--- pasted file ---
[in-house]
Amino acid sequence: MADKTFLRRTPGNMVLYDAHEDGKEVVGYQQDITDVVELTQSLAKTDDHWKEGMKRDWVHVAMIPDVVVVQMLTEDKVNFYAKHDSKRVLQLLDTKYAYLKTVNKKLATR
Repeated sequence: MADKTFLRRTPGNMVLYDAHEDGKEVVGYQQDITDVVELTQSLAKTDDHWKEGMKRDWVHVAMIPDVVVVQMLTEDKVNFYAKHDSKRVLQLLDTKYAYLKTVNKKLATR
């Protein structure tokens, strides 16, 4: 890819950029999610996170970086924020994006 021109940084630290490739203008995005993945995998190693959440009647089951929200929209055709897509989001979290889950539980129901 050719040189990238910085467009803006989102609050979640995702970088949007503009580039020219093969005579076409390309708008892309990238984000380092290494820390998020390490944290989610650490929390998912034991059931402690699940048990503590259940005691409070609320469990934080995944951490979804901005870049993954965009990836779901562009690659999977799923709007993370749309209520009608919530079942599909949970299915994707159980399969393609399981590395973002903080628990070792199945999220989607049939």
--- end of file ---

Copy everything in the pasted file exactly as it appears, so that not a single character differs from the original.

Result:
[in-house]
Amino acid sequence: MADKTFLRRTPGNMVLYDAHEDGKEVVGYQQDITDVVELTQSLAKTDDHWKEGMKRDWVHVAMIPDVVVVQMLTEDKVNFYAKHDSKRVLQLLDTKYAYLKTVNKKLATR
Repeated sequence: MADKTFLRRTPGNMVLYDAHEDGKEVVGYQQDITDVVELTQSLAKTDDHWKEGMKRDWVHVAMIPDVVVVQMLTEDKVNFYAKHDSKRVLQLLDTKYAYLKTVNKKLATR
């Protein structure tokens, strides 16, 4: 890819950029999610996170970086924020994006 021109940084630290490739203008995005993945995998190693959440009647089951929200929209055709897509989001979290889950539980129901 050719040189990238910085467009803006989102609050979640995702970088949007503009580039020219093969005579076409390309708008892309990238984000380092290494820390998020390490944290989610650490929390998912034991059931402690699940048990503590259940005691409070609320469990934080995944951490979804901005870049993954965009990836779901562009690659999977799923709007993370749309209520009608919530079942599909949970299915994707159980399969393609399981590395973002903080628990070792199945999220989607049939």